The next lunar eclipse is coming between Jan. 20 and 21 and, weather permitting, it will be something to see.

Paul Cirillo, a board member with the New Jersey Astronomical Association, says the so-called "Super Blood Wolf Moon" will be full and bright.

"But once it gets covered, it will be much easier to see," he said.

NASA says the eclipse will be one of the sky's most dazzling shows in part because the moon will be at its closest point to the Earth, which will make it seem even larger than it normally is.

Cirillo says you will be seeing is the Earth's shadow pass in front of the moon. And as with any sky-gazing, try to view it away from bright lights.

"You do not need anything. You could take a pair of binoculars with you to see the things on the lunar surface. But just hope for a clear sky and just look up.

He has some other tips for eclipse gazing:

Shield the glare of the full moon with your hand and look just below (south) and a little to the right (west) and look for the Orion constellation. Easy to spot because it contains three bright stars in a line (Orion's belt).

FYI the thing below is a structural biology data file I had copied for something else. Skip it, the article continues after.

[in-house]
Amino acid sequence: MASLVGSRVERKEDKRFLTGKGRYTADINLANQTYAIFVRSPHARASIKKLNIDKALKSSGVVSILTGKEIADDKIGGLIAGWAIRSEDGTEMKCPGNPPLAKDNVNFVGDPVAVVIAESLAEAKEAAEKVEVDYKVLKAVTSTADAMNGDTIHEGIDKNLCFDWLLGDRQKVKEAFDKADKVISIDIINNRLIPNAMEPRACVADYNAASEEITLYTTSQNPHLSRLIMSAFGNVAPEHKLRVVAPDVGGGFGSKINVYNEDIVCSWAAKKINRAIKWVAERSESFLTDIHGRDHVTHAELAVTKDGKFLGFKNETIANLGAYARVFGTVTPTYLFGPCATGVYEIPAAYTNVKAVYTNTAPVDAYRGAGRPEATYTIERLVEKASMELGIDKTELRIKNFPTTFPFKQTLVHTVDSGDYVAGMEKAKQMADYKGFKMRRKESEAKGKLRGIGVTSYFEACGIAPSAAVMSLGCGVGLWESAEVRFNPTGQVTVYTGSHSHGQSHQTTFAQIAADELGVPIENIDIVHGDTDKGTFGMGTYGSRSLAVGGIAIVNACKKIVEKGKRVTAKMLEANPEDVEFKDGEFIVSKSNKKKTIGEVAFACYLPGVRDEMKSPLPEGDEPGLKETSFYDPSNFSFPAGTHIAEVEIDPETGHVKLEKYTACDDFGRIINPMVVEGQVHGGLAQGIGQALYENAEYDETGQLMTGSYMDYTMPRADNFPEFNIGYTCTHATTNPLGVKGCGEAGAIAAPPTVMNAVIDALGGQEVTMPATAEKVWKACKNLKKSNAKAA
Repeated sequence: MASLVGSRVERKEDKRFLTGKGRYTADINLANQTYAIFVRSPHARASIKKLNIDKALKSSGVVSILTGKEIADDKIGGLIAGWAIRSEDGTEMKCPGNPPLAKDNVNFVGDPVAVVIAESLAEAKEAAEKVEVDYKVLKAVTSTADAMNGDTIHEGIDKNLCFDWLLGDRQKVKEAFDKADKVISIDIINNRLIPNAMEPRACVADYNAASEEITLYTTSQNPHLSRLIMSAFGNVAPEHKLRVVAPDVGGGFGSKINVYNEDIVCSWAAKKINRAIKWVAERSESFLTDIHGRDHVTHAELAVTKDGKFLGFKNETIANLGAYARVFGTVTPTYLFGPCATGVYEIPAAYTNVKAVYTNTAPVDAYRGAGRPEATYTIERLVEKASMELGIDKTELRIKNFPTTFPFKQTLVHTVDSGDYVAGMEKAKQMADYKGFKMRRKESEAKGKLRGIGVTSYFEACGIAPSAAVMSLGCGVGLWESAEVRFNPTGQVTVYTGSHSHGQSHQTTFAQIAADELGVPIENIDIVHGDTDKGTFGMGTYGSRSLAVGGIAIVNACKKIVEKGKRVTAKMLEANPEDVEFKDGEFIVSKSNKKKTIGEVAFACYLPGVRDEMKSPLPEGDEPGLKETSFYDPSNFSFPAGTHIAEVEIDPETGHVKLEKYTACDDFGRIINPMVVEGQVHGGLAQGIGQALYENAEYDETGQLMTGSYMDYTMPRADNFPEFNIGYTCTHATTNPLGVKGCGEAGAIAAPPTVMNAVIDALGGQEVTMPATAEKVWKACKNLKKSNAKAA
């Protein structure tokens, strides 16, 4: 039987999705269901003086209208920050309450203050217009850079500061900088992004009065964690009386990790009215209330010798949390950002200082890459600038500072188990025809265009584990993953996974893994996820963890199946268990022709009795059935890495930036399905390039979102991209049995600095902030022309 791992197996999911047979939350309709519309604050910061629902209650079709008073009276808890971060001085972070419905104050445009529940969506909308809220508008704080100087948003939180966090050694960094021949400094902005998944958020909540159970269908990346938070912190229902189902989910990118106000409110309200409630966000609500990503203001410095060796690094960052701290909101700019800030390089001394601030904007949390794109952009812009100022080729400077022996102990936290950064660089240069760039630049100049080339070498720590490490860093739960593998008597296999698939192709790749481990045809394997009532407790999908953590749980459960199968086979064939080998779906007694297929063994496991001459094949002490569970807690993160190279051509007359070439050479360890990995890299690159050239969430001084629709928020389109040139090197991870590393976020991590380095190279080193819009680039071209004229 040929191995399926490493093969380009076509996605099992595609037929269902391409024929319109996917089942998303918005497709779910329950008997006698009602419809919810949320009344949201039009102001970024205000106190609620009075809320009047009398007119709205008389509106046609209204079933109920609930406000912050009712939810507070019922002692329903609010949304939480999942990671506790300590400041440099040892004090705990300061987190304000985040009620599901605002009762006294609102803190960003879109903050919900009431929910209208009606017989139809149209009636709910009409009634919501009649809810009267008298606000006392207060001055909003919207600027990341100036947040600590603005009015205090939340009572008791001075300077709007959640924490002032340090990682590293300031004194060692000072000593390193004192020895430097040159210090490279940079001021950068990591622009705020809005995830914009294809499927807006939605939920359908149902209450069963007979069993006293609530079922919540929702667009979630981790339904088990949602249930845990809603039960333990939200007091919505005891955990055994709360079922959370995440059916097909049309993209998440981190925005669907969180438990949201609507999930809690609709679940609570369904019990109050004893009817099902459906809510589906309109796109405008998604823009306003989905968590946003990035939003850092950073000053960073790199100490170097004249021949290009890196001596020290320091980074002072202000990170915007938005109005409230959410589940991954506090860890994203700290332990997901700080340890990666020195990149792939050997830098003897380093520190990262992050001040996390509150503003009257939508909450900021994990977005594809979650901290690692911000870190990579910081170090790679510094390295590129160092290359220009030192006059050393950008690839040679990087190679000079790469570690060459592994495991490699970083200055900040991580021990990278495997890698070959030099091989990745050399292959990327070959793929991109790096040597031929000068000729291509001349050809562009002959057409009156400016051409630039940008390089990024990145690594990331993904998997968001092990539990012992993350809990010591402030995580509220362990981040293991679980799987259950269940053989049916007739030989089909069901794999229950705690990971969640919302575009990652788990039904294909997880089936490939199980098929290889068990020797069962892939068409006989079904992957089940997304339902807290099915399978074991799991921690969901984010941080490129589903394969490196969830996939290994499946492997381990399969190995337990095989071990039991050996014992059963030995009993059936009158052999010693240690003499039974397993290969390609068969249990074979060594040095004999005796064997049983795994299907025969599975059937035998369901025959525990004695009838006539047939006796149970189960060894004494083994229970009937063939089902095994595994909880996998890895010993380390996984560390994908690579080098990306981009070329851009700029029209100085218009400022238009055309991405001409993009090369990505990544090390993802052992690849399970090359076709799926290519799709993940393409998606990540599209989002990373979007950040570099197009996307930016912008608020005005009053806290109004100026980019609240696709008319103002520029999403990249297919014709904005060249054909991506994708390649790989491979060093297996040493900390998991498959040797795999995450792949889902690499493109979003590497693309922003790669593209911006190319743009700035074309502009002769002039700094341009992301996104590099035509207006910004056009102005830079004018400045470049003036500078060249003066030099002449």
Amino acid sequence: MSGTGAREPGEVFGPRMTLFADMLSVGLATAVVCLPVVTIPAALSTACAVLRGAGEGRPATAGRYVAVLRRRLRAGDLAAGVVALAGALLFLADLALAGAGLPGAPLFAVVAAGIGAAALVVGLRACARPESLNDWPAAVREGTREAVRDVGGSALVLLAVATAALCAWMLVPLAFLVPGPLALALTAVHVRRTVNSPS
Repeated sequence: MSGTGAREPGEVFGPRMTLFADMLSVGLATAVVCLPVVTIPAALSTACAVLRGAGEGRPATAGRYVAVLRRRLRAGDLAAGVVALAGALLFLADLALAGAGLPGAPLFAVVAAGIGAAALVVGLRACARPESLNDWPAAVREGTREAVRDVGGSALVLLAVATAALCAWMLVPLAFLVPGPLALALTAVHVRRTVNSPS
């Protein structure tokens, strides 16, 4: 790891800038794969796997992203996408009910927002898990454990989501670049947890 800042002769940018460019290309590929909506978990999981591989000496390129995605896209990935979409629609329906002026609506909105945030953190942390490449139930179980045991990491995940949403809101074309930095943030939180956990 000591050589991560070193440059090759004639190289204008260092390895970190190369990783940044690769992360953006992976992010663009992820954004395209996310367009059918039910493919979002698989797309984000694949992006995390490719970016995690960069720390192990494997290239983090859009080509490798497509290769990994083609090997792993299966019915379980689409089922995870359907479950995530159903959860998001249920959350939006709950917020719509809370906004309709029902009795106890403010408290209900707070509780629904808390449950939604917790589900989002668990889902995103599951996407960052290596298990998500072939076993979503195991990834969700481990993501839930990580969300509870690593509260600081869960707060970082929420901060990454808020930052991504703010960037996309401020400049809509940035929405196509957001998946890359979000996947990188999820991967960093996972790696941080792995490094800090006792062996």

Draw an imaginary line connecting them and then extend it to the right (west) and just past a bright orange star (Aldebaran), you will see a fuzzy patch. Look at it with any type of binoculars and you will see an amazing sight: A group of seven to nine bright stars. This is the Pleiades Open Star Cluster — also known as The Seven Sisters — which actually contains about a thousand stars.

Lunar eclipses occur twice annually, but once every 200 years or so, the earth witnesses three in a single year.

Joe Cutter is the afternoon news anchor on New Jersey 101.5